Smart brands are dealing with this in a few ways - branded content, crowdsoucring new ideas, connecting like-minded consumers with new communities, etc. I do believe that these savvy brands have been guided by their agencies to think differently and try ideas that might scare them and, almost more importantly, might fail.

A colleague of mine frequently says that forward thinking brands need to embrace failure and learn from it. Treat small tests as chances to learn and keep doing things that you haven’t tried. There is nothing worse than seeing the same media plan, campaign after campaign, with nobody questioning it because - well - that’s what we did before.

So what does this all mean for the agencies of tomorrow? For starters, we need people who are willing to scare clients and ‘sell’ them on ideas their not originally comfortable with. But even more than that, we need to think about how the relationship might change in the future.

For example, Coke has recently announced that they have chanced the compensation model with a number of their agencies. Instead of agreeing to an upfront rate, or retainer, they have mapped out clear, business objectives for the agency to work towards. If these objectives are hit, the agency receives up-to 30% more revenue than their fee. If they fail to meet the objective, they are only compensated for the hard-cost incurred for the project. Coke is calling it a ‘value-based’ model and with a huge brand like this embracing it, other companies might be picking up the phone soon to talk about compensation changes.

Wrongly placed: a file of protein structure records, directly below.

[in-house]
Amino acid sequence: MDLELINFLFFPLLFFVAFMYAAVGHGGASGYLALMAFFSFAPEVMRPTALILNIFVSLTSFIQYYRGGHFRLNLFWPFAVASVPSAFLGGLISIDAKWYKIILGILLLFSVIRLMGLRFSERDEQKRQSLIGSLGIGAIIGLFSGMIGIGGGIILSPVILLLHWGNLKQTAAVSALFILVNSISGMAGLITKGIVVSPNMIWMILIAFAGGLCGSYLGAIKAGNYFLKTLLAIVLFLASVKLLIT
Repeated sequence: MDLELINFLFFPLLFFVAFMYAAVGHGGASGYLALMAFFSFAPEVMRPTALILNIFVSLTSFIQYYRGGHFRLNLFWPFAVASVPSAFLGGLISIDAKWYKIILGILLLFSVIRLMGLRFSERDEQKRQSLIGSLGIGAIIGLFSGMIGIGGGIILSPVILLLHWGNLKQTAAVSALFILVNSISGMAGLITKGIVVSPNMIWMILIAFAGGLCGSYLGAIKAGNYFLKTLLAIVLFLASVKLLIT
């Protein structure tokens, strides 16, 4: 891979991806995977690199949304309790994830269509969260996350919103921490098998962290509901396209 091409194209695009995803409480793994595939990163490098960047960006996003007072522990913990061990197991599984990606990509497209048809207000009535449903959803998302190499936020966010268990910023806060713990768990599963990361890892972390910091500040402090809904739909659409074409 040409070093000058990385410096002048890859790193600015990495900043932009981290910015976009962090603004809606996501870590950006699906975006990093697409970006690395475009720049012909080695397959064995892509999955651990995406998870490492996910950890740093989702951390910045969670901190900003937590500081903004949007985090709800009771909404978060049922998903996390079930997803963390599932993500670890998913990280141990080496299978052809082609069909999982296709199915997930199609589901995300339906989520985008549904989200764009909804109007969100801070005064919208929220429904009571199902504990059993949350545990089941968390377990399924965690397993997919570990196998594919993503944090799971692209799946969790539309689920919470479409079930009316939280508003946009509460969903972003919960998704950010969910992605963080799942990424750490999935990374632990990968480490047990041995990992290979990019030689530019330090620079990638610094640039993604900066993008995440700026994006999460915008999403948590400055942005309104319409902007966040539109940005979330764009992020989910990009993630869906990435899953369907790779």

When I discussed this model with a CD recently, he brought up a good point - how much control does Coke now have in the approval of the work? If they are going to be tying the agency to specific targets than shouldn’t the agency have more of a say in the approval process? Ideally, yes. In practice? Doubtful.

Other agencies, like CP+B, have invested in Venture Capital divisions. They not only represent large brands, they also help to create them. I think this changes the agency-client relationship dramatically. When your group owns a percentage of the business, it helps to align them - 100% - with key business objectives. It also gives the agency an ability to be treated as a partner vs. a vendor. Scary for some clients who crave total control, liberating for others who want a passionate partner.

Whatever the model, things are changing. The question is, what will you do and, more specifically, what model do you think agencies should adopt to succeed in the future?


Trimming the bush to make the tree look taller.

This video contains a lot of firsts for Adjoke. I never thought our blog would carry an informational video on how men should properly shave down there but since it is an ad for Gillette here it is.